Since 2009, the Oklahoma Medical Research Foundation has hosted 41 students from U.S. military academies as part of its John H. Saxon Service Academy Summer Research Program. Until this year, however, only two students were Oklahomans.
Casady School graduate Samuel Jun, a senior biology major at the U.S. Air Force Academy, is now the third. Jun said he was “blown away” by his OMRF experience, from the scientists themselves and the technology in the labs to the foundation’s diverse staff – more than 30 countries are represented at OMRF.
More than anything, Jun appreciated OMRF’s environment. “You can tell how much OMRF cares about their people,” he said.
Open to any military academy student, the Saxon program compresses an intensive summer internship into three to four weeks, culminating in a presentation of their research. John Saxon III, M.D., a Muskogee physician and OMRF board member since 2000, established the program to honor his father, a West Point graduate who taught at the U.S. Air Force Academy and was a career Air Force pilot.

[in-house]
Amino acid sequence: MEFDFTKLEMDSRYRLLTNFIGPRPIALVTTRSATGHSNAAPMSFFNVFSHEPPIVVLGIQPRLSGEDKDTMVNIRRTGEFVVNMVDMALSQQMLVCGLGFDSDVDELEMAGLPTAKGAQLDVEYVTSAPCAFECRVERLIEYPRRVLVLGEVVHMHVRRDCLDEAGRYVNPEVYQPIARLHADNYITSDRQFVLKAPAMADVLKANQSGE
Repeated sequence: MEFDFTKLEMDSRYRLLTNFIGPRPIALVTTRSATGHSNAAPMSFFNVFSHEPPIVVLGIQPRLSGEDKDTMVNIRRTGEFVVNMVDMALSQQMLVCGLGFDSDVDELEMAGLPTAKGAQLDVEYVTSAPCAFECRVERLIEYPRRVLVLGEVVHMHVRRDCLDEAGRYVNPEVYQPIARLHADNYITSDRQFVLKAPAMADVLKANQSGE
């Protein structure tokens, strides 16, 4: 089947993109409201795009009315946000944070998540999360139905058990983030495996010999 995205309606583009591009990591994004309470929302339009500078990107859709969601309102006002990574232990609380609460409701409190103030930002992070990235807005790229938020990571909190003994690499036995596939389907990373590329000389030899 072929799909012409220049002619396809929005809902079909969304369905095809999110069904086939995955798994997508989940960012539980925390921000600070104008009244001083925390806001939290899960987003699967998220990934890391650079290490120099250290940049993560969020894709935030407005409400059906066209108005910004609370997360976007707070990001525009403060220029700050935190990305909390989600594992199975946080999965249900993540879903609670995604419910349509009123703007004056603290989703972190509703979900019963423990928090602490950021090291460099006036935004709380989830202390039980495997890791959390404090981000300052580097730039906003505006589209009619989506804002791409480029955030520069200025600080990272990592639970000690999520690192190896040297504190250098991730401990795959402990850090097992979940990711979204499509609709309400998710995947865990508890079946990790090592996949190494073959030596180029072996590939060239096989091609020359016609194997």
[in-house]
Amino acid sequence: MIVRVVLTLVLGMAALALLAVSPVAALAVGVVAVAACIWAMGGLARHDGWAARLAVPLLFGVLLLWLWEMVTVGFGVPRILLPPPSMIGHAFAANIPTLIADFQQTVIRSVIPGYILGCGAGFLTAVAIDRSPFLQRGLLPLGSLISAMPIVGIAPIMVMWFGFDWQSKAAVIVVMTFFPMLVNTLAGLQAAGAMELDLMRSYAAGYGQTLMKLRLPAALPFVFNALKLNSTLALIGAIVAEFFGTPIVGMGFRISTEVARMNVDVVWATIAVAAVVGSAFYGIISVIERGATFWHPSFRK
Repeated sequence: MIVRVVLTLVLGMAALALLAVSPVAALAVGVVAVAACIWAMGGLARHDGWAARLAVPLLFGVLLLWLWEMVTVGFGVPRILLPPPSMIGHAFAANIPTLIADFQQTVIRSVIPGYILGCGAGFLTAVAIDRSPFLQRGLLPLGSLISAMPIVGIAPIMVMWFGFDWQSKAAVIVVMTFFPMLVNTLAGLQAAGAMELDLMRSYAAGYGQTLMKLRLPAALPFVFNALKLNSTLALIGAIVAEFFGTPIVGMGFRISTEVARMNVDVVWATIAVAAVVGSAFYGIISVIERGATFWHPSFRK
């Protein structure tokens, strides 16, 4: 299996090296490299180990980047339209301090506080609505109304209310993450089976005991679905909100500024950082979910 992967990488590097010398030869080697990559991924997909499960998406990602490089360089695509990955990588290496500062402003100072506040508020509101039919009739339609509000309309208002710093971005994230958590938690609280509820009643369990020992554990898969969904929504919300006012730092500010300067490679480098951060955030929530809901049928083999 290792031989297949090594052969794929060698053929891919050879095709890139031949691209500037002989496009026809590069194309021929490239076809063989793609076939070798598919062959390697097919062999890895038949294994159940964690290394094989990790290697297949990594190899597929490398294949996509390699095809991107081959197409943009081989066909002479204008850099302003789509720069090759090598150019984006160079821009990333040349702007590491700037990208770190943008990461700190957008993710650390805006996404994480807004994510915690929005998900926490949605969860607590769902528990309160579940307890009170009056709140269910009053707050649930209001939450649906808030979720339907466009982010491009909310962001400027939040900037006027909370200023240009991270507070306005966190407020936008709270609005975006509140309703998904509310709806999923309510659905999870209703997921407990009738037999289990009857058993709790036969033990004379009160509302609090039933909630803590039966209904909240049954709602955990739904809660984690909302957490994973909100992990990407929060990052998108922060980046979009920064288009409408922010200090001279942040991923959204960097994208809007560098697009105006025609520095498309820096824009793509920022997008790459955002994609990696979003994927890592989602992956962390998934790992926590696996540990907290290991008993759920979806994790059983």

“You’re not going to find any more dynamic people than the cadets in our service academies,” Saxon said. “My father told me that being a West Point graduate opened doors for him from then on, and I tell these students the same holds true about OMRF. Even if you’re here for a short time, having that after your name means something.”
Jun worked in the lab of OMRF scientist Susannah Rankin, Ph.D., who studies how chromosomes are duplicated and packaged during cellular division. The biology major studied whether two distinct proteins interact with each other and, if so, how that affects different cell types.
He made an impression on Rankin, who singled out his can-do attitude and willingness to learn. “Samuel made a significant contribution to an ongoing project in our lab,” Rankin said. “His result helps us to better understand how every new cell is able to inherit a perfect copy of the genome.”
After graduation, Jun will begin a five-year military commitment. But he hasn’t ruled out medical school.
“I was shocked by what I was able to do at OMRF this summer,” says Jun. “I’m excited to see what the world has to offer.”